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Boots, Meet Hospice

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Spring has almost sprung, but I think the trap is rusty. Lucky for us, each year is different, so stick around and I’m sure one will come along you’ll like. 

Some time ago I think I told you that I have cancer, and like everyone else when my doctor told me, I thought I was dead. “Oh my God, I got cancer!” And not just any cancer; I have colon, liver, and lung cancer. Two colon operations, one liver operation, and then chemo. That was several years ago, and I’m still here. 

My surgeon placed a port in my chest for easy excess for the chemo needle and on Monday morning they would access the port and draw blood for the lab to test to see if there needed to be a change in my chemo for the week. At that time I would receive a drip that lasted about four hours. I would then be driven home by my wife and would stay on the couch for about three days with what the doctors call discomfort. It wasn’t pain, but you felt like you had been hit by a logging truck. You didn’t feel like doing anything until about the weekend, and then on Monday morning you started over.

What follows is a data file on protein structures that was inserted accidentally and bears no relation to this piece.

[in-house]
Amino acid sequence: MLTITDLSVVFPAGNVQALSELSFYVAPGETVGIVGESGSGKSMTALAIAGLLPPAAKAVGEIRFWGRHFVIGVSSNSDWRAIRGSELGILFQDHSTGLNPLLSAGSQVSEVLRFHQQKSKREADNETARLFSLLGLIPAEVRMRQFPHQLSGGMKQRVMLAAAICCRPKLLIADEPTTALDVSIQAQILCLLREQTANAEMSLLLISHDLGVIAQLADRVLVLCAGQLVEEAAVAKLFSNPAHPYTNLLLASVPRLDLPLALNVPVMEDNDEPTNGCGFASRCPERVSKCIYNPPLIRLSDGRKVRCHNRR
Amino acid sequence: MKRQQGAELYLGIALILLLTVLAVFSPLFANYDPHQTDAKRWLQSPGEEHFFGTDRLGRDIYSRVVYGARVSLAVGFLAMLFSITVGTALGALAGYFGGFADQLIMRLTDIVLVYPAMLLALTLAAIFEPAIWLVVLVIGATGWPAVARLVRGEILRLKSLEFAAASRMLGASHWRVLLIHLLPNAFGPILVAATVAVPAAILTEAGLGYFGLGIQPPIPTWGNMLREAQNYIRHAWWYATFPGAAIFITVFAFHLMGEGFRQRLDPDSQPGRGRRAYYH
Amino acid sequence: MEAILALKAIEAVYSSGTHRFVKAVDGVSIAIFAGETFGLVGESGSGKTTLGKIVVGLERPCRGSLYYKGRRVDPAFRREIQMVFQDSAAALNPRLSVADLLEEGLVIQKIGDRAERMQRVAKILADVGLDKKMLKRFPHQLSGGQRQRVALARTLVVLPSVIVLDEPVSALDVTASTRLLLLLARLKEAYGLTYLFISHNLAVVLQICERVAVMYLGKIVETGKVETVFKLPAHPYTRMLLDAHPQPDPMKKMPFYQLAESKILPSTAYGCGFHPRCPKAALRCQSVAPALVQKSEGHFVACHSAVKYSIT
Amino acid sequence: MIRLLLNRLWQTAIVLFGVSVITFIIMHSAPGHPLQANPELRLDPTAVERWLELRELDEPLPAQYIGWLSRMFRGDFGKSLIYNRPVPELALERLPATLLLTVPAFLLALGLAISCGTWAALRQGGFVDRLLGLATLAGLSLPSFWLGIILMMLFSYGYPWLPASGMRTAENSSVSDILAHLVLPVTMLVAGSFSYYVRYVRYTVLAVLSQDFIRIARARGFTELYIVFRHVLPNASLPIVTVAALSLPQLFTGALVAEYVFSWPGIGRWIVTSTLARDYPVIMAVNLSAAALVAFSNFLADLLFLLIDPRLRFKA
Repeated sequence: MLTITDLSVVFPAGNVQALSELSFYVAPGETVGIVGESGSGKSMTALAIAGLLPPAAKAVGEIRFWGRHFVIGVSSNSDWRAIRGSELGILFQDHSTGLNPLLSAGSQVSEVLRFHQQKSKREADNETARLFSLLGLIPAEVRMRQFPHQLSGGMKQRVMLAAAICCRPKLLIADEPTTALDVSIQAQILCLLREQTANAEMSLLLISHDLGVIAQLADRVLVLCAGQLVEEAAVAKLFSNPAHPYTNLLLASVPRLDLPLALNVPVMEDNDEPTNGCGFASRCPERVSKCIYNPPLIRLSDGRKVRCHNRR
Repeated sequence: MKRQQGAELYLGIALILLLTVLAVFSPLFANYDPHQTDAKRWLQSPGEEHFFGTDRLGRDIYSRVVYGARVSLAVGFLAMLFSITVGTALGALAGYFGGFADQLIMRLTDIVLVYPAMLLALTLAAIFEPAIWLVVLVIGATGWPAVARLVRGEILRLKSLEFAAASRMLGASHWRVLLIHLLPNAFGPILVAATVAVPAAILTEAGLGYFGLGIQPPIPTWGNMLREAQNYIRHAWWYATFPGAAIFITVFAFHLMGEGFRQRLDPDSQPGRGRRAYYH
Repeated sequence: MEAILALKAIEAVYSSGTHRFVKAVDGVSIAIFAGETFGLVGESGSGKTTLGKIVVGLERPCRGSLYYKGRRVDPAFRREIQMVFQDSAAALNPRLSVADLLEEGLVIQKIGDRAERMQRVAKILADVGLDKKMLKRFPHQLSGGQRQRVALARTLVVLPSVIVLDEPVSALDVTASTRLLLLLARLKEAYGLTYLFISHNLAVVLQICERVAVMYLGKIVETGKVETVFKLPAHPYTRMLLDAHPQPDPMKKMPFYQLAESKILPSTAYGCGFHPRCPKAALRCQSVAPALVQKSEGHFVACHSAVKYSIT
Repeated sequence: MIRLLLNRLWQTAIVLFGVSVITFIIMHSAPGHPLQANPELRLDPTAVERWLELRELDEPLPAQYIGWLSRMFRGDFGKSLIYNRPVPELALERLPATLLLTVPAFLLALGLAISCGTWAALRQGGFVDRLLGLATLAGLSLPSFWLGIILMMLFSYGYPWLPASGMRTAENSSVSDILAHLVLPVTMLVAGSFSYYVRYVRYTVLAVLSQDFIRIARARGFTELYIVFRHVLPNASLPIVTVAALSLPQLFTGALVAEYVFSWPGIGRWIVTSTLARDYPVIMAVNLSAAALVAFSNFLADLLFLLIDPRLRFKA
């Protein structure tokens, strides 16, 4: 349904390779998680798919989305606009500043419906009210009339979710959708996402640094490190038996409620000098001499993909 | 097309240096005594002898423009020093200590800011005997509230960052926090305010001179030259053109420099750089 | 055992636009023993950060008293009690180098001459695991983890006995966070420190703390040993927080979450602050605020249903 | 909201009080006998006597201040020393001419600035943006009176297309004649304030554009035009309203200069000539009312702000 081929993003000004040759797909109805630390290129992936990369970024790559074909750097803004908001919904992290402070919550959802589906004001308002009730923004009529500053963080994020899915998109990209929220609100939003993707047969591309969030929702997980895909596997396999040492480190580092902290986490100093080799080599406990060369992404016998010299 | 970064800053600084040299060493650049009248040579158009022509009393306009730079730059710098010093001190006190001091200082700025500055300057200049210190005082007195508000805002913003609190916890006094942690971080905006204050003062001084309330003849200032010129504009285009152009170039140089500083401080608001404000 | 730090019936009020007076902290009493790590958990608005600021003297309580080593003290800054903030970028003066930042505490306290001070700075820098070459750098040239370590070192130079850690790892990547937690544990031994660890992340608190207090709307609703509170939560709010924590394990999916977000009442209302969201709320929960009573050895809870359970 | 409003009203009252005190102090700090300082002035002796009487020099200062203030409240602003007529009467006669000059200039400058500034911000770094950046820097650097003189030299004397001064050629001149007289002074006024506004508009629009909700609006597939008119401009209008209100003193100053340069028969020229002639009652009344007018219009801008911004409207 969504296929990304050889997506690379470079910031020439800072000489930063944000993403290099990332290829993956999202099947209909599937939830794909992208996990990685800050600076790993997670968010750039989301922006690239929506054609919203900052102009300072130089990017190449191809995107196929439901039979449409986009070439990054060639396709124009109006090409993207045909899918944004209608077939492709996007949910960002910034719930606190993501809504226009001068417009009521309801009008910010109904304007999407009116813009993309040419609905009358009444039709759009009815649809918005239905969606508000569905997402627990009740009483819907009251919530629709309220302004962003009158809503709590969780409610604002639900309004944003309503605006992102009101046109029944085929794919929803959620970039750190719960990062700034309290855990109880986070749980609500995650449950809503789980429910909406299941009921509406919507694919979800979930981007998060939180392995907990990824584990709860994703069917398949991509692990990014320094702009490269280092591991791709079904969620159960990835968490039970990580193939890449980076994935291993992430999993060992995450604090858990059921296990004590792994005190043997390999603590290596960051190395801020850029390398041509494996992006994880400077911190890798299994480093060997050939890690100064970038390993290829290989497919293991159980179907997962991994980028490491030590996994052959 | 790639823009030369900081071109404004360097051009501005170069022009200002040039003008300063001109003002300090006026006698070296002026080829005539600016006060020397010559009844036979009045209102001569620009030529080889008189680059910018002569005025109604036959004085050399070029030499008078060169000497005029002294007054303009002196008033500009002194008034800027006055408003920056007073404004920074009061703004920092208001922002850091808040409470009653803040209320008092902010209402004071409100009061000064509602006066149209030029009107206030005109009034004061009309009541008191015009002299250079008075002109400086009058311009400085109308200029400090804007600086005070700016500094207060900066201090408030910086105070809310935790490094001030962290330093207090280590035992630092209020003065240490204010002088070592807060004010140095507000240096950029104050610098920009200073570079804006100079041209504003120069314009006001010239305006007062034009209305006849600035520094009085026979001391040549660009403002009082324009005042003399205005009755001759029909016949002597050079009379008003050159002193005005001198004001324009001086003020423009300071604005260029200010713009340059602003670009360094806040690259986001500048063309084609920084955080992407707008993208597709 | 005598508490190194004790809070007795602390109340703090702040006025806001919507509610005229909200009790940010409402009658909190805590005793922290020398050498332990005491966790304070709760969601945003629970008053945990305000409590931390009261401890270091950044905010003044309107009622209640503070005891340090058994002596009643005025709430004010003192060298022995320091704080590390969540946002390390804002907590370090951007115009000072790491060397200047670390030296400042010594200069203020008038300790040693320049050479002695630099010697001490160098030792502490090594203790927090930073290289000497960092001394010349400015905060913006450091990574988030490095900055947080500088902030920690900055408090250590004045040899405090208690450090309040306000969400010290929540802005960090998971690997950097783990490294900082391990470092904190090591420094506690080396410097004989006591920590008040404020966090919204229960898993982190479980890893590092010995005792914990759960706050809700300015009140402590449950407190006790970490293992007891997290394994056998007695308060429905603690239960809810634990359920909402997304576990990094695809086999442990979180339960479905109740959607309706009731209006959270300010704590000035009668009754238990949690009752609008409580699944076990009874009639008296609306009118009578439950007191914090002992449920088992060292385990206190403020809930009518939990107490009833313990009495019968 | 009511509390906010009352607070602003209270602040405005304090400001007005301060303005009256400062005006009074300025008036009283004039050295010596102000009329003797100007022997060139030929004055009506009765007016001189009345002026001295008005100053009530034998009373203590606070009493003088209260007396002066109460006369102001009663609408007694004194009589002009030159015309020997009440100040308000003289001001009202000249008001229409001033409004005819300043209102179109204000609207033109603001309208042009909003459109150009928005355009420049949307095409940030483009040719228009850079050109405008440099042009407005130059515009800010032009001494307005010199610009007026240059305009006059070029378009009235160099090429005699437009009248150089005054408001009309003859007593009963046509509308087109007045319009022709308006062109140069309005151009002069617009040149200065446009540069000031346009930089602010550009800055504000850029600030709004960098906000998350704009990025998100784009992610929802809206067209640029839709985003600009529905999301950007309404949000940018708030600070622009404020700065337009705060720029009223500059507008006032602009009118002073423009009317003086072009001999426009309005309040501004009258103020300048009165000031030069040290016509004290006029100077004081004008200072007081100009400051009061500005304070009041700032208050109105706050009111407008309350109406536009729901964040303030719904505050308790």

There was a time in this long winter that I felt death would be better than taking one more chemo treatment, but I kept thinking that spring would come soon and I could go fishing and be outside in the warm sun. 

Did I tell you that I lost all my hair? No, I don’t mean just the hair on my head, I mean all my hair; not one hair was left on my whole body. I didn’t know how much your hair protected you by keeping a dead air space between you and your clothes, serving as insulation and thereby keeping you warm. I have had to wear two suits of clothes plus a jacket in the house all winter.  

As of last Monday I had a set down with my doctor and he informed me that they had done all they could with chemo and I would no longer be taking it... and that I should contact Hospice. This is somewhat like a judge sentencing you to the gas chamber, except, you get twenty years of appeals in prison. 

I have known people who have lived five years after they stopped chemo. I would be happy to be one of them. I have written before that I would keep you informed as to all the procedures up until death; this is the first installment. Boots 

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Author info

Boots Reynolds Boots Reynolds The "internationally-renowned cowboy artist" Boots Reynolds has moved his comedic interpretation of life into the writing field with his regular column in the River Journal - From the Mouth of the River.

Tagged as:

cancer, hospice, From the Mouth of the River

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